When our waiting is a straining to anticipate an unknowable future, we miss what is going on right in front of us. Jesus reorients our waiting away from the future toward the present. Why do we wait anxiously, when everything we need is already right here, right now?
For John, who was in prison, this was a very serious question. In his present circumstance, the quality of his waiting was an urgent spiritual matter. Sitting in his cell, he no doubt struggled to wait patiently with hope rather than capitulate to fear and despair. From his vantage point, he was unable to see what his disciples were experiencing.
So often we find ourselves situated like John, in a prison of ego, or suffering, or fear, whether imposed upon us or of our own making or, most likely, some combination of the two. When life seems reduced to our little, isolated, prison cell, we become blind to what is going on beyond the range of our narrow concern, and so waiting can seem unbearable.
John, very wisely, responded to this circumstance by asking for help. He sent his disciples to Jesus to help him see what John was unable to see for himself: whether or not there was any meaning to his experience of waiting. John understood that connection, relationship, was the antidote to his isolation, uncertainty and fear. He entrusted himself to others and to God, when his experience of waiting became too much for him alone. Just because John was unable to see the signs of God’s presence, didn’t mean that they weren’t there. He simply needed the help of others to get some perspective.
John realized that the sometimes painful quality of our waiting need not cut us off from others, from those who can help us see the seeds of healing taking root in the present moment. “Be patient, therefore, beloved, until the coming of the Lord. The farmer waits for the precious crop from the earth, being patient with it until it receives the early and the late rains. You also must be patient. Strengthen your hearts, for the coming of the Lord is near.” (James 5:7-8) As Christians we are called to practice waiting together, so that together we can discern clearly the movement of God in the world and become one with the flow of divine love that sustains all things in all circumstances. All else is ego and illusion.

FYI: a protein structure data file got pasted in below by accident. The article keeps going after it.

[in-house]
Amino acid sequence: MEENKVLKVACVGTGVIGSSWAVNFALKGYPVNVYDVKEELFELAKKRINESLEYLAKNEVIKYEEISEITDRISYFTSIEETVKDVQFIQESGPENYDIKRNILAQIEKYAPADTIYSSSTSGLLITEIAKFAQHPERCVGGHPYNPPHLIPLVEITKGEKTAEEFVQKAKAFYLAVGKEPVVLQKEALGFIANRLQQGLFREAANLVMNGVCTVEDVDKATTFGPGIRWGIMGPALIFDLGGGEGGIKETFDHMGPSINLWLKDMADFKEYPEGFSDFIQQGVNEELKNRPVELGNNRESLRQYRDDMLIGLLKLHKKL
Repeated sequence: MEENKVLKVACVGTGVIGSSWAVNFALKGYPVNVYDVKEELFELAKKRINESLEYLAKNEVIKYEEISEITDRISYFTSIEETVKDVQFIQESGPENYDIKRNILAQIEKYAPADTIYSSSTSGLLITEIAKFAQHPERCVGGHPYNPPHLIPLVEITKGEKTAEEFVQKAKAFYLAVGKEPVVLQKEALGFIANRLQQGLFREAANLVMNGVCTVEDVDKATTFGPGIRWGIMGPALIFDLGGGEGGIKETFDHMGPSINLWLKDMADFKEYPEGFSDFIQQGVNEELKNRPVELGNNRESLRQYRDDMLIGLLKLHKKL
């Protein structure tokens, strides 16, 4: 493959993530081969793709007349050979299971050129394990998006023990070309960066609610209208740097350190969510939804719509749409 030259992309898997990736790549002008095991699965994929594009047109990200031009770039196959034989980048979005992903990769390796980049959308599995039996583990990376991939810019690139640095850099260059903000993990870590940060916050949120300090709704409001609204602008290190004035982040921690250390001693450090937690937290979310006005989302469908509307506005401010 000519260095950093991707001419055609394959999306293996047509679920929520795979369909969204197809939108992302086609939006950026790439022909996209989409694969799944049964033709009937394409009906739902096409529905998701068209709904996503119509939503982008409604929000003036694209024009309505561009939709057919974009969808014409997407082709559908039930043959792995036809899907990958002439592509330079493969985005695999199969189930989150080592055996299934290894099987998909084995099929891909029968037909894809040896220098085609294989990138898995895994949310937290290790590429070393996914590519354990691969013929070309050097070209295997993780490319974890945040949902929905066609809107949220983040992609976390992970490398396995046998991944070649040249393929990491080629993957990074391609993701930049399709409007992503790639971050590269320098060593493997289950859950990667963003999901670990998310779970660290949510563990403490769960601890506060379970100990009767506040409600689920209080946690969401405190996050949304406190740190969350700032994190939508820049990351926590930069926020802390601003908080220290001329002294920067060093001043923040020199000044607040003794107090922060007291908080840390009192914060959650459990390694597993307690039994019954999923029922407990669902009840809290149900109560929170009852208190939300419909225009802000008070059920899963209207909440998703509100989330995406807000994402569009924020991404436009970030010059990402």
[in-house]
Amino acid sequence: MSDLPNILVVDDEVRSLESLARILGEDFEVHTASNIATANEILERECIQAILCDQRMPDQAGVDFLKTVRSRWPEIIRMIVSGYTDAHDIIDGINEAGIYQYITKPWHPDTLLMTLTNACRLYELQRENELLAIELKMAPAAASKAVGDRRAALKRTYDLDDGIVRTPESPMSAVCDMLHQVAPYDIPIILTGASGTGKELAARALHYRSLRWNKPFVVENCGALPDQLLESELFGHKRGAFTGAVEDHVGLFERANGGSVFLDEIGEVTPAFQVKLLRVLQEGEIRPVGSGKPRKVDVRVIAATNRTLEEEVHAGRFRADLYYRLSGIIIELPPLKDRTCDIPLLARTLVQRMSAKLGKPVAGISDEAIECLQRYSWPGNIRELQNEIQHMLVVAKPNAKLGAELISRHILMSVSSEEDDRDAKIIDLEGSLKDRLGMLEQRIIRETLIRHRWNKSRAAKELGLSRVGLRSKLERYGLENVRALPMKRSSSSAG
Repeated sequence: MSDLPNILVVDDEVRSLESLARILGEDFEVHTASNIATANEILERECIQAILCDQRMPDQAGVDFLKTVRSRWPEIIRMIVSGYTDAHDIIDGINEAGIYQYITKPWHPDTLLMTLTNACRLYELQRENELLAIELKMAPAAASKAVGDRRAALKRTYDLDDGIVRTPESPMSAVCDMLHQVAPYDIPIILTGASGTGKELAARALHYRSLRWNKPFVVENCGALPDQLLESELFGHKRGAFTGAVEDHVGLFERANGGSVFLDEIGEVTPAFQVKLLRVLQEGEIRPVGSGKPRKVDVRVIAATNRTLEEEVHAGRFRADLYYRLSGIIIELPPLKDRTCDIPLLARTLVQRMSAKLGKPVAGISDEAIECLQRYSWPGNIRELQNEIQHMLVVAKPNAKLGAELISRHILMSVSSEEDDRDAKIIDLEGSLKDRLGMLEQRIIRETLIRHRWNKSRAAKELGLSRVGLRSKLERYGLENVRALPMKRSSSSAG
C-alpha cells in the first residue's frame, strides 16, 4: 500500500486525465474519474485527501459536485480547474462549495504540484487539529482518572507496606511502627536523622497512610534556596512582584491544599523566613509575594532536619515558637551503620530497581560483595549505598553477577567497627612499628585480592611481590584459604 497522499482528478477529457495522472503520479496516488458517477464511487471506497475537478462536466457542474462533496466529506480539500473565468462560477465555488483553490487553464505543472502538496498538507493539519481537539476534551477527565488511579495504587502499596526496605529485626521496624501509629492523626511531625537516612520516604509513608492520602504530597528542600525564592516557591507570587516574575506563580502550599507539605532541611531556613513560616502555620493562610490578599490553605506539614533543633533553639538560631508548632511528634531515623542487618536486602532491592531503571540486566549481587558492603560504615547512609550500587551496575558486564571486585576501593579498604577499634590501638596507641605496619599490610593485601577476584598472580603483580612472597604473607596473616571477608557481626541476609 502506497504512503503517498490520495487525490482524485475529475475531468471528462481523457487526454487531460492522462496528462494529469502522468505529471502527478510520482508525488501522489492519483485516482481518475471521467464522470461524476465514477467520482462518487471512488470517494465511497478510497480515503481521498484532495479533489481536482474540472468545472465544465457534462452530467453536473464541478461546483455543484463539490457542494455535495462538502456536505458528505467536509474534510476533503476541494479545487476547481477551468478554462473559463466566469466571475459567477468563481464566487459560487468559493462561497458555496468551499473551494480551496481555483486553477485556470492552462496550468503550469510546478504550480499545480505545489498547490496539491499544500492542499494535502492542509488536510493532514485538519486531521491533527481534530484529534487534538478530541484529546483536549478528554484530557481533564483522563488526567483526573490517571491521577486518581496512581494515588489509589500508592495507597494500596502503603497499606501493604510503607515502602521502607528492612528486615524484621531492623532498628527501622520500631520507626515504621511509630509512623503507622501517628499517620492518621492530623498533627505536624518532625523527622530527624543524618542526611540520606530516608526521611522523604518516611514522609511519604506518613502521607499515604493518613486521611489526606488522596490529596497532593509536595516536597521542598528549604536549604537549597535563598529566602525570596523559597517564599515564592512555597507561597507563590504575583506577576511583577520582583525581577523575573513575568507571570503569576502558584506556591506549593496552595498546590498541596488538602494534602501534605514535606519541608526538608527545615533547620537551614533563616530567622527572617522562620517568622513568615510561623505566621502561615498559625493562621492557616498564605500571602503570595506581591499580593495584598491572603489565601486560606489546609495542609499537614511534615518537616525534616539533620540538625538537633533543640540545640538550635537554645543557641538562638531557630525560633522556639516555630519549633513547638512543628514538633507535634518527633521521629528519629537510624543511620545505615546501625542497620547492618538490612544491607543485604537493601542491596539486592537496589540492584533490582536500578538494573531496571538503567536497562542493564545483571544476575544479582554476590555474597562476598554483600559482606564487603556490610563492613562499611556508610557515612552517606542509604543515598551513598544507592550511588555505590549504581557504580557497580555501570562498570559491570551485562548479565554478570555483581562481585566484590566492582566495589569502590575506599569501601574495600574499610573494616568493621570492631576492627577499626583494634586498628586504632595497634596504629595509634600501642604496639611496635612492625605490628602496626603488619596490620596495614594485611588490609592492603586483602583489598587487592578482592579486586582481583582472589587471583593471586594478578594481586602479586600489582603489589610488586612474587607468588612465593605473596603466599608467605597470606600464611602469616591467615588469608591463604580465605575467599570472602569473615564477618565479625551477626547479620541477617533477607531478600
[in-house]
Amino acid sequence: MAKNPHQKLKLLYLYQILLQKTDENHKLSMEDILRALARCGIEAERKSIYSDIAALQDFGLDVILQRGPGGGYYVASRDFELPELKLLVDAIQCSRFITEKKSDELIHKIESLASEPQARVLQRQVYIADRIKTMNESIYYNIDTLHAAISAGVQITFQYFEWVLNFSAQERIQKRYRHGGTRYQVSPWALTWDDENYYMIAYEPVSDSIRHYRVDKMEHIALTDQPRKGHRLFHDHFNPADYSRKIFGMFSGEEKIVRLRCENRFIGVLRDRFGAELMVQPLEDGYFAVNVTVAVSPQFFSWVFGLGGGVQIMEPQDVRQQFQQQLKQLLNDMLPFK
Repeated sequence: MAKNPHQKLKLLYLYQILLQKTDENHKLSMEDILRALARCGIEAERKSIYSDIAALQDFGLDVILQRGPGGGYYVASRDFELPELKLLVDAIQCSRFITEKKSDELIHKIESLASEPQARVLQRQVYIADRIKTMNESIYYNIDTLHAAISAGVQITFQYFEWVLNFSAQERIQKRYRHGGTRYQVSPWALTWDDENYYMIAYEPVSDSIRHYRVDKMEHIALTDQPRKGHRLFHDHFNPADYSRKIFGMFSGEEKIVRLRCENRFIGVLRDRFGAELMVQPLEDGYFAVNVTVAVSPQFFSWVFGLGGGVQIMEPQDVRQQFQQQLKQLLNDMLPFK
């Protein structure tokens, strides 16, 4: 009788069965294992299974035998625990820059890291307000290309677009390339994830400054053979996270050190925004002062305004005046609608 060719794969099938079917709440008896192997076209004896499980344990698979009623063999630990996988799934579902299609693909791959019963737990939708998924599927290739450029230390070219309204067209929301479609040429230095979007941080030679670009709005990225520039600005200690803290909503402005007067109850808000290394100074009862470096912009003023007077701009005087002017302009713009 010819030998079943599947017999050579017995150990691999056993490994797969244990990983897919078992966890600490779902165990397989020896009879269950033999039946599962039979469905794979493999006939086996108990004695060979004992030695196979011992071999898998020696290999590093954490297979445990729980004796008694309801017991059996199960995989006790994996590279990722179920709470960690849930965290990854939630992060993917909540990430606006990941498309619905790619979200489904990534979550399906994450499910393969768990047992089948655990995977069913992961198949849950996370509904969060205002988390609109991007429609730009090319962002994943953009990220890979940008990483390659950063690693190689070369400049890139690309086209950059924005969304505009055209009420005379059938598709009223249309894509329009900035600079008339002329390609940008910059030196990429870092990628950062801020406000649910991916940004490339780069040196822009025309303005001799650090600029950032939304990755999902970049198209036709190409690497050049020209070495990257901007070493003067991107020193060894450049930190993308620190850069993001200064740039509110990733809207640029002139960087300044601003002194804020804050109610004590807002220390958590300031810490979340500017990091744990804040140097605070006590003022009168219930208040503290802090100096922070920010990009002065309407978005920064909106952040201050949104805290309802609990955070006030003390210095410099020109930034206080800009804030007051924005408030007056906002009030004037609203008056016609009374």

To borrow a phrase from James Alison, the “strangeness of this passivity,” this waiting, is that it slowly works on our fear and grandiosity, so that we can, little by little, let go of our illusions and projects and all the ways we try to secure ourselves through manipulation and control, instead relaxing into the presence of God, whose loving regard reveals that we are secure already, and so can make space for others in ways that bring freedom and joy.
Perhaps you’ve seen the bumper sticker that says, “Jesus is coming. Look busy.” While this is funny in its way, it is also rank heresy. Far better would be, “Jesus is coming. You can relax now.” You are loved and forgiven already. There is nothing left to do or prove. There is only the love of the One who is coming again and again until we embrace this love and accept the invitation to participate in the new creation that God is offering us with each breath. Amen.